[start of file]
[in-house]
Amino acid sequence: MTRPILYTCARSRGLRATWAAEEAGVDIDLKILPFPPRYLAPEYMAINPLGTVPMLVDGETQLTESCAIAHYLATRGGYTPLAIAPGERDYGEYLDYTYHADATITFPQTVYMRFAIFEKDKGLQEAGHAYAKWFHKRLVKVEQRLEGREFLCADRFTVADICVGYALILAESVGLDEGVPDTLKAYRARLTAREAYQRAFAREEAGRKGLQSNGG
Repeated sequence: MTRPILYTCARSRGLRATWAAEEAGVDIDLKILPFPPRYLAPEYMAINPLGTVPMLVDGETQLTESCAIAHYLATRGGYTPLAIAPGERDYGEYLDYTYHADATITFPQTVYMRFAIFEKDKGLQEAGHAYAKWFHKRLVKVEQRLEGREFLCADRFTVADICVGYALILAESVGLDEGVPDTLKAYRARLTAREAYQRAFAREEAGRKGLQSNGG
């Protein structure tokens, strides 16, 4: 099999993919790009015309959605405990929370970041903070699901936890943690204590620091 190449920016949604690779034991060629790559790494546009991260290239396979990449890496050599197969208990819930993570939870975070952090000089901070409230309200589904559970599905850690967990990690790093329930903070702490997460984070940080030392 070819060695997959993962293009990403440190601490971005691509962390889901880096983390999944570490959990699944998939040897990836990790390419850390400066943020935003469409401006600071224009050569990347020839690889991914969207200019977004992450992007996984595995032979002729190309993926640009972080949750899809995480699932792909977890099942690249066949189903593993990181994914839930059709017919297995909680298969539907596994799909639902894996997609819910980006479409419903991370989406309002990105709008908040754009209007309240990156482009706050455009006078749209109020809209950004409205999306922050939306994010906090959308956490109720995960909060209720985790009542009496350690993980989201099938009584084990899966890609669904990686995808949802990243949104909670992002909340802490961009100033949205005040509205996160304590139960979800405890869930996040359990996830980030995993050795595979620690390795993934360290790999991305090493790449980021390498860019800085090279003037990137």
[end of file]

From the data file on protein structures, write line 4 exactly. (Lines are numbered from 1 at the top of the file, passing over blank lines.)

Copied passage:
């Protein structure tokens, strides 16, 4: 099999993919790009015309959605405990929370970041903070699901936890943690204590620091 190449920016949604690779034991060629790559790494546009991260290239396979990449890496050599197969208990819930993570939870975070952090000089901070409230309200589904559970599905850690967990990690790093329930903070702490997460984070940080030392 070819060695997959993962293009990403440190601490971005691509962390889901880096983390999944570490959990699944998939040897990836990790390419850390400066943020935003469409401006600071224009050569990347020839690889991914969207200019977004992450992007996984595995032979002729190309993926640009972080949750899809995480699932792909977890099942690249066949189903593993990181994914839930059709017919297995909680298969539907596994799909639902894996997609819910980006479409419903991370989406309002990105709008908040754009209007309240990156482009706050455009006078749209109020809209950004409205999306922050939306994010906090959308956490109720995960909060209720985790009542009496350690993980989201099938009584084990899966890609669904990686995808949802990243949104909670992002909340802490961009100033949205005040509205996160304590139960979800405890869930996040359990996830980030995993050795595979620690390795993934360290790999991305090493790449980021390498860019800085090279003037990137």